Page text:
APL's TIMED Mission Extended Through 2010
By Kristin Marren
Since its launch in 2001, NASA's TIMED spacecraft,
built and operated by Johns Hopkins'
Laboratory, has been exploring one of Earth's last
atmospheric frontiers, collecting valuable data during
various phases of the solar cycle. The TIMED community will
now have the opportunity to further its studies of Earth's
atmosphere because the mission will begin an extended
campaign in October, with operations and data analysis
continuing through 2010.
The next phase of the mission will investigate the
response of Earth's middle and upper atmosphere (the
mesosphere and lower thermosphere/ionosphere, or MLTI) to
solar and geomagnetic phenomena not previously separated
during the last solar cycle. For the first time, TIMED
scientists will obtain long-term measurements of the sun's
activities and effects on the MLTI region. This will enable
scientists to better understand this atmospheric region's
variability and its effects on communications, satellite
tracking, spacecraft lifetimes, degradation of spacecraft
materials and the re-entry of piloted vehicles.
TIMED also joins the Heliophysics Great Observatory, a
collection of NASA's sun-Earth-focused missions. "TIMED is
a key mission within the Great Observatory focusing on the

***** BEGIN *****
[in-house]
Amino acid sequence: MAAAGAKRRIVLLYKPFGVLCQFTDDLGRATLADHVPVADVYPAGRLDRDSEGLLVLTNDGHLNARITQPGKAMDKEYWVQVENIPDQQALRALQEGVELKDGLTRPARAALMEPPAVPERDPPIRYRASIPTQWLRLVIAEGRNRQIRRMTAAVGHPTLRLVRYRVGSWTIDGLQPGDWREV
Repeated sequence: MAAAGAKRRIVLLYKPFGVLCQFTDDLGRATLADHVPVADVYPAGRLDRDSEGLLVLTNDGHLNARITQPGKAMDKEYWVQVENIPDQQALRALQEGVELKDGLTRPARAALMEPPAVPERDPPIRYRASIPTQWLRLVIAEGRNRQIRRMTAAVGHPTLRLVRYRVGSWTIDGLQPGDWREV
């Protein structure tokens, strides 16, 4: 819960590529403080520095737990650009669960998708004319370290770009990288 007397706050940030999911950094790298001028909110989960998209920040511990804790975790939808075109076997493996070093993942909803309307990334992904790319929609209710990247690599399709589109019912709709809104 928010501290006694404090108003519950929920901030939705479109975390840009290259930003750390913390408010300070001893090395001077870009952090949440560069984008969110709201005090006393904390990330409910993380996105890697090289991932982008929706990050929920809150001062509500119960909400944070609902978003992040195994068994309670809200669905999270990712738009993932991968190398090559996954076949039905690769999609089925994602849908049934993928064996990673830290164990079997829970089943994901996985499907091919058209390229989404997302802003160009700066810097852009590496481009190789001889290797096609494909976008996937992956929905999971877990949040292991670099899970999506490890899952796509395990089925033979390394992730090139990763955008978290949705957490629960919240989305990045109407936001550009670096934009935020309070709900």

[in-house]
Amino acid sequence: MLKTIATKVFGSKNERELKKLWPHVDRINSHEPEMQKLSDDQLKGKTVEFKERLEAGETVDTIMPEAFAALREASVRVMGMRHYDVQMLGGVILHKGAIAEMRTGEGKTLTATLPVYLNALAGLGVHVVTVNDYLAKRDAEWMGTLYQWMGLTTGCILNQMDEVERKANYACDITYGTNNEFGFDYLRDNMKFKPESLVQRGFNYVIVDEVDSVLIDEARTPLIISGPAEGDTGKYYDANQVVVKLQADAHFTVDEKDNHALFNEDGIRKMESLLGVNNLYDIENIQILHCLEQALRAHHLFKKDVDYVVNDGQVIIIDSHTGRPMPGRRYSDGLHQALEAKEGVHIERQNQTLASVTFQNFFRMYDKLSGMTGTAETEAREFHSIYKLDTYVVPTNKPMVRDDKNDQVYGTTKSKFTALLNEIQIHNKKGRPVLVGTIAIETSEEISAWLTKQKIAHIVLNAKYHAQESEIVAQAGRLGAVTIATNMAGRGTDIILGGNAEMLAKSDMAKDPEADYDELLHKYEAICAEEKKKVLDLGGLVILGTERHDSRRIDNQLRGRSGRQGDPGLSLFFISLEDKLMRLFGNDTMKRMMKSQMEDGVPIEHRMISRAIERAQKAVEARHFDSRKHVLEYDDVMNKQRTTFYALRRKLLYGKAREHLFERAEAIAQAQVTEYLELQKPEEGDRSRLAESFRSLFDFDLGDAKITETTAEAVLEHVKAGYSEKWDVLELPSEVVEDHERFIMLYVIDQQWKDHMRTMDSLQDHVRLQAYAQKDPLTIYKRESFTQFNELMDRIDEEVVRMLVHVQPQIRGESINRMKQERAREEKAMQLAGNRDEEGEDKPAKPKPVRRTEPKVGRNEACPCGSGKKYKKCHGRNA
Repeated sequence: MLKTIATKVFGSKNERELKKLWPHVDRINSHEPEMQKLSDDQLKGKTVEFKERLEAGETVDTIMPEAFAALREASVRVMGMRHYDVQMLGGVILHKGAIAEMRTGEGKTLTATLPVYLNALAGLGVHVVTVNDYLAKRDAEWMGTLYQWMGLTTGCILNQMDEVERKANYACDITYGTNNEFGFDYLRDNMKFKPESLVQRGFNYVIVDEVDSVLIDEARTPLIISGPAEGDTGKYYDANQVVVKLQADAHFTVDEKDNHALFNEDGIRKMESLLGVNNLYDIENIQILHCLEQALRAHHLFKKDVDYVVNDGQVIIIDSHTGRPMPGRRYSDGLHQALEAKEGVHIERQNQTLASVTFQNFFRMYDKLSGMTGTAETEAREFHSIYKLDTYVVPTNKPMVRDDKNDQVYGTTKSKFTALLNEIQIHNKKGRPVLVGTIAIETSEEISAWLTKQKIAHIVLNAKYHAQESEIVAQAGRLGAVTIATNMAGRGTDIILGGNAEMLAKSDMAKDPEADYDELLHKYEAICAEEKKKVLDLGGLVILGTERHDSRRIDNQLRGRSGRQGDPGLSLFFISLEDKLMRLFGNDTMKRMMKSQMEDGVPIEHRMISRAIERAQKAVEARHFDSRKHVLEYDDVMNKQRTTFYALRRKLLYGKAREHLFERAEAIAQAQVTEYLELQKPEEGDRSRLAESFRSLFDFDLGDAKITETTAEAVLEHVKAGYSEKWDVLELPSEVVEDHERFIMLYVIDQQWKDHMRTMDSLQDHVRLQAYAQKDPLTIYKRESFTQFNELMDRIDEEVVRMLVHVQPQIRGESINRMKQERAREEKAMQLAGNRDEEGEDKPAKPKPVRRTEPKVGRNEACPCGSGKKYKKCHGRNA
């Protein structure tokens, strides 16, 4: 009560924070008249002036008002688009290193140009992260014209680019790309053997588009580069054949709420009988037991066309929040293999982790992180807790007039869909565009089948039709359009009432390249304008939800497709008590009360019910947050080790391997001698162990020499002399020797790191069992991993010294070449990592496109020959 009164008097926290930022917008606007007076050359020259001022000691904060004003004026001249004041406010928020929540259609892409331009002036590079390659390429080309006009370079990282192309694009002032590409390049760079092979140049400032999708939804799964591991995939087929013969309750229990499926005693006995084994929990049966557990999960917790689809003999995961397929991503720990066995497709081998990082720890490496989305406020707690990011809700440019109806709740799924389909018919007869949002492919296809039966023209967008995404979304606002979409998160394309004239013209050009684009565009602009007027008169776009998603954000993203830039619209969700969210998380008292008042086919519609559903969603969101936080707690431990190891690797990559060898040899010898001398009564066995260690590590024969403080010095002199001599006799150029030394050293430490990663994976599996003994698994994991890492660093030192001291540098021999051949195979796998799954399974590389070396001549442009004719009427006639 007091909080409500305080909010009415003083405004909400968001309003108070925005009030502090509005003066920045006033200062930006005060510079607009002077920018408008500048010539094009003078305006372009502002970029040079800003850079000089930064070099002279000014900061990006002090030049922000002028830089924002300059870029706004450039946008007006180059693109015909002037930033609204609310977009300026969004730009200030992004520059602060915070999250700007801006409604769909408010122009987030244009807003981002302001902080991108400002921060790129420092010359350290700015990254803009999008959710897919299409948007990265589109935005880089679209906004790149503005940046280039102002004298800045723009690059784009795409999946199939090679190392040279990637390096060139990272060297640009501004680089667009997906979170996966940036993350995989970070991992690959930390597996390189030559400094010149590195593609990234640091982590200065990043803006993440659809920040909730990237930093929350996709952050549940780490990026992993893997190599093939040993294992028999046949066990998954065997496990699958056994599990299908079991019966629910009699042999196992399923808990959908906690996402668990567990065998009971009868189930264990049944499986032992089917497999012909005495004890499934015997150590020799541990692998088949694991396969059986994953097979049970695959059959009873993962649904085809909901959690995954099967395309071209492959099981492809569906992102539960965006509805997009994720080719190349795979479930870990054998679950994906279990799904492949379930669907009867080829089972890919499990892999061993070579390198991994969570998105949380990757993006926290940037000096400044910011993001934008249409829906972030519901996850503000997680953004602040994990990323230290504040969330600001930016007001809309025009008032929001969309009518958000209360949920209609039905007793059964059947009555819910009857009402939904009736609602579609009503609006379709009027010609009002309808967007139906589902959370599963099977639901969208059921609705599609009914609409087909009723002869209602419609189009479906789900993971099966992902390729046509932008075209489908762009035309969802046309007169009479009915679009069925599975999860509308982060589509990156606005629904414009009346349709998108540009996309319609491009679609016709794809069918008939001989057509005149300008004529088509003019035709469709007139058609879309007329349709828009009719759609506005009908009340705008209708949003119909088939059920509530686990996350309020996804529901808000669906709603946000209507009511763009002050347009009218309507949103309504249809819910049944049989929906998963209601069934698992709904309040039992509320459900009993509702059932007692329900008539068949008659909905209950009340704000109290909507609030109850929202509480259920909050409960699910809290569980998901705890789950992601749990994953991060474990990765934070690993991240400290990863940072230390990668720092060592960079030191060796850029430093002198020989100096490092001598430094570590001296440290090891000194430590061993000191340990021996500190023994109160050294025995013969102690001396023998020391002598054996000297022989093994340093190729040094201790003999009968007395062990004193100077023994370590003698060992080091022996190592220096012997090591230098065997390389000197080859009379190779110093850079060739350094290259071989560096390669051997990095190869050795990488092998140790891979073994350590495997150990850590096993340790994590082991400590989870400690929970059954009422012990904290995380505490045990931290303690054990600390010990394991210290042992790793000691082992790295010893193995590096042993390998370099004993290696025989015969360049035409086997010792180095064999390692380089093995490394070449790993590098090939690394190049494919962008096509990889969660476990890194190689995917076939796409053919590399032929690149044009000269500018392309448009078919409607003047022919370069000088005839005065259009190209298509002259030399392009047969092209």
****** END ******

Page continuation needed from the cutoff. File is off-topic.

combined sun-Earth effects on our planet's middle and upper
atmosphere," said Sam Yee, TIMED project scientist from
"During the next phase of our mission, we'll embark on
new investigations to better understand the mechanisms
leading to the escape of our upper atmosphere," Yee said.
"Investigating the processes behind the loss of oxygen and
hydrogen will help us understand the evolution of other
planetary atmospheres including Venus and Mars. TIMED's
extended mission will bring insights into atmospheric
evolution and perhaps the fate of Earth's atmosphere."
TIMED's continued study of solar effects on Earth's
atmosphere will also help set the stage for future NASA
Heliophysics missions, such as those within its Living With
a Star program that focus on better understanding the sun's
effects on life and society.
During the extended mission, managed by NASA Goddard
Space Flight Center, APL will continue to lead the
project's science efforts and manage the mission's Science
Data Center. For more information, go to
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